By Isaac Anumihe
Few days after National Bureau of Statistics announced Nigeria’s exit from recession, there is growing anxiety that the country may soon slip back into another major economic crisis with the China’s move to ban the production and sale of diesel and petrol vehicles.
China is Nigeria’s largest crude importer since the USA slashed its purchases from the country over two years. The development is coming two months after the UK, Germany, France, India, Norway and Netherlands, revealed plans to ban fuel-run cars, as part of efforts to reduce air pollution.
The ban will lead to a reduction in demand for oil in China, which is currently the world’s second-largest oil consumer after the US.
In place of oil dependent cars, China plans to introduce into the auto market electric battery cars and plug-in hybrids to account for at least one-fifth of its vehicle sales by 2025.
The self-drive electric vehicles (EVs) are 10 times cheaper to run than fossil-based cars, with a near-zero marginal cost of fuel and an expected lifespan of 1 million miles (1.6 million kilometres). Only nostalgics will cling to the old habit of car ownership. It will become harder to find a petrol station, spares, or anybody to fix the 2000 moving parts that bedevil the internal combustion engine. Dealers will disappear by 2024. Cities will ban human drivers once the data confirms how dangerous they can be behind a wheel. This will spread to suburbs, and then beyond. There will be a “mass stranding of existing vehicles”. The value of second-hard cars will plunge. You will have to pay to dispose of your old vehicle. It is a twin “death spiral” for big oil and big autos, with ugly implications for some big companies on the London Stock Exchange unless they adapt in time. The long-term price of crude will fall to $US25 a barrel. Most forms of shale and deep-water drilling will no longer be viable. Assets will be stranded. Scotland will forfeit any North Sea bonanza. Russia, Saudi Arabia, Nigeria, and Venezuela will be in trouble. It is an existential threat to Ford, General Motors, and the German car industry. They will face a choice between manufacturing EVs in a brutal low-profit market, or reinventing themselves a self-drive service companies, variants of Uber and Lyft.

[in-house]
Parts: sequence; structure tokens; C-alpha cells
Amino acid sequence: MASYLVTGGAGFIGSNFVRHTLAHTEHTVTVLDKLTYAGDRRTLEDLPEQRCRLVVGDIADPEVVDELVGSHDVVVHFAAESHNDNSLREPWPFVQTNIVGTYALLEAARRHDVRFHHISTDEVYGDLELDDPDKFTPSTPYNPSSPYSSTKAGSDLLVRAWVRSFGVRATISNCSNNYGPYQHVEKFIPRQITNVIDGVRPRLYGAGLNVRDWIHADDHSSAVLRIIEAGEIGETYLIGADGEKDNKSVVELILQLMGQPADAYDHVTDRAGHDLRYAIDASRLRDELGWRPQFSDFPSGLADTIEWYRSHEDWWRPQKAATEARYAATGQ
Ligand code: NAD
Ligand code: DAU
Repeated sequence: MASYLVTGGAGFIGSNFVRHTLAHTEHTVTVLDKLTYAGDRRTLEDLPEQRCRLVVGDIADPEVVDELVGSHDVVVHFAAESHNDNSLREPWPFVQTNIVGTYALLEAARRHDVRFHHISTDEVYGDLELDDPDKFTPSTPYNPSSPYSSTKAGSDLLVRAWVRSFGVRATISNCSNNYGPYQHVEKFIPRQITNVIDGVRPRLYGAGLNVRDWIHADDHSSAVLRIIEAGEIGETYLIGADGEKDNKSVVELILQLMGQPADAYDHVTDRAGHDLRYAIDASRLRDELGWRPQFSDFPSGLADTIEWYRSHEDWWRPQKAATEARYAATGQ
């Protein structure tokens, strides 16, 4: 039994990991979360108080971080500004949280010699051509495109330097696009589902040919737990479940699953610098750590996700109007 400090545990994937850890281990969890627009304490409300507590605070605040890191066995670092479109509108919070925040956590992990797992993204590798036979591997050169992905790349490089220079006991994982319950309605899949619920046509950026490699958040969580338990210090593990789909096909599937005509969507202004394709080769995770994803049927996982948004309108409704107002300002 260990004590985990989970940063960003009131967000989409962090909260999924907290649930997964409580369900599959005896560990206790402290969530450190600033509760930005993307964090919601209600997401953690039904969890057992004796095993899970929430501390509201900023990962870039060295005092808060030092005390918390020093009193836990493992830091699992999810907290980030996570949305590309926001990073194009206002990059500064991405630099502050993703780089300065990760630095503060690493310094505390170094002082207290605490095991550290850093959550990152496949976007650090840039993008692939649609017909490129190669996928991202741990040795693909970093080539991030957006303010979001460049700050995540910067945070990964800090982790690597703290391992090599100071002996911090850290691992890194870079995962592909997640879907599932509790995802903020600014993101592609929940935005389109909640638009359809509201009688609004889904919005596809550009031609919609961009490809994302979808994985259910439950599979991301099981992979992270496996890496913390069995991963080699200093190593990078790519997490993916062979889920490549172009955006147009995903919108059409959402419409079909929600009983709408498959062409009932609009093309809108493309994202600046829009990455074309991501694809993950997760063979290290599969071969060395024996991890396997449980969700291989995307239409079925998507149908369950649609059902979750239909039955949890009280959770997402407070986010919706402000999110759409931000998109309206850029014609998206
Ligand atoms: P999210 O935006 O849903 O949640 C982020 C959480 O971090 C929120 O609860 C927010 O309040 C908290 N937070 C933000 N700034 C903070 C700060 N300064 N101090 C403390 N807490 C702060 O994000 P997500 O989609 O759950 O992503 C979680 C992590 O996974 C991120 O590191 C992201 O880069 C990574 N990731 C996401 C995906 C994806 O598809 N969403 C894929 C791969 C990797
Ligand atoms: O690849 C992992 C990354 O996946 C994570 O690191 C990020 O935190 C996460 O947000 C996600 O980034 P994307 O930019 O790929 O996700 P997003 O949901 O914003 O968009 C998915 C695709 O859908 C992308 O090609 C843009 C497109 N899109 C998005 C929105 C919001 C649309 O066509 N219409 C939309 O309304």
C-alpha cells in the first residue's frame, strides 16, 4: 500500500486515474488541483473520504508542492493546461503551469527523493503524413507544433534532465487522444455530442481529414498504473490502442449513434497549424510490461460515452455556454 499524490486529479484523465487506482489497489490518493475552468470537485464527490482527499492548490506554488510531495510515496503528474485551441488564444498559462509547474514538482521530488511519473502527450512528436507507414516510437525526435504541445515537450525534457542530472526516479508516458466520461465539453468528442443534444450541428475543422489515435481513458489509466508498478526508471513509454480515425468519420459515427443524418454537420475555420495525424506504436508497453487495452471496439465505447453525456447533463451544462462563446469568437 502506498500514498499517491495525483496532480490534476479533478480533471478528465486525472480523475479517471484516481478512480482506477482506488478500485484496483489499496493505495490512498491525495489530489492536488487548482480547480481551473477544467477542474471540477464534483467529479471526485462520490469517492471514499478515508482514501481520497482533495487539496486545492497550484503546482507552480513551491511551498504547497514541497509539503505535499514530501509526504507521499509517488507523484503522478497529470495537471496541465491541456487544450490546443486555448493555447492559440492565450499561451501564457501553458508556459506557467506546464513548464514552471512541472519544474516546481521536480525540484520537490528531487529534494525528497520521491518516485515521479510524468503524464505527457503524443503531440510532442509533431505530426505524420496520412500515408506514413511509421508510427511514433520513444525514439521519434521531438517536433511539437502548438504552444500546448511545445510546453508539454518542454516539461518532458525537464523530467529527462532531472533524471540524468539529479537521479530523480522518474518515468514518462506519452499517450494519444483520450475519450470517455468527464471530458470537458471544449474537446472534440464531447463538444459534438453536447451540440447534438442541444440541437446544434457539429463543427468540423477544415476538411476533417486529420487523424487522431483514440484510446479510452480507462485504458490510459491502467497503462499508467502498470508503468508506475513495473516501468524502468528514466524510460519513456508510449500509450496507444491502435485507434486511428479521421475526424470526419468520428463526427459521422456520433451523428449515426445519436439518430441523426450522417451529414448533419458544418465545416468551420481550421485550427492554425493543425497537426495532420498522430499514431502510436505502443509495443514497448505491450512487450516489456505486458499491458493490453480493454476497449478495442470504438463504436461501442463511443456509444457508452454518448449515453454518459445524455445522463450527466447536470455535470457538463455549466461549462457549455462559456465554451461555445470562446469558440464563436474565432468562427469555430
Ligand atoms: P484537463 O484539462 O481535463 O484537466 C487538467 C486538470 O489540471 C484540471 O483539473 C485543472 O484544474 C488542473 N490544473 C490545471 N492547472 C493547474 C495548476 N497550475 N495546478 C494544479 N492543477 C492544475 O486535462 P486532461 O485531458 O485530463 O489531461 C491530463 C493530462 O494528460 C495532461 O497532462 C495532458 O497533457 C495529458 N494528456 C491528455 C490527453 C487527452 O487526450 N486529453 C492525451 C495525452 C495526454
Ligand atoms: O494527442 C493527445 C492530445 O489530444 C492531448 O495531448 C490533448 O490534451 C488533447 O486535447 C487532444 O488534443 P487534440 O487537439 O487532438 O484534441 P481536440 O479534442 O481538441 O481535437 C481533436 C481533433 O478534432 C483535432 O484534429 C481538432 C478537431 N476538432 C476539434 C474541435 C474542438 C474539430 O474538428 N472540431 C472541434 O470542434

Analysing the implications on the impact of such a move on oil-dependent countries like Nigeria, a professor, Tony Seba, described it as disastrous, saying: “The long-term price of crude will fall to $US25 a barrel. Most forms of shale and deep-water drilling will no longer be viable. Assets will be stranded. Scotland will forfeit any North Sea bonanza. Russia, Saudi Arabia, Nigeria, and Venezuela will be in trouble.”he said.
The shift, according to Seba, is driven by technology, not climate policies. “Market forces are bringing it about with a speed and ferocity that governments could never hope to achieve. We are on the cusp of one of the fastest, deepest, most consequential disruptions of transportation in history” Seba said.
“Internal combustion engine vehicles will enter a vicious cycle of increasing costs.”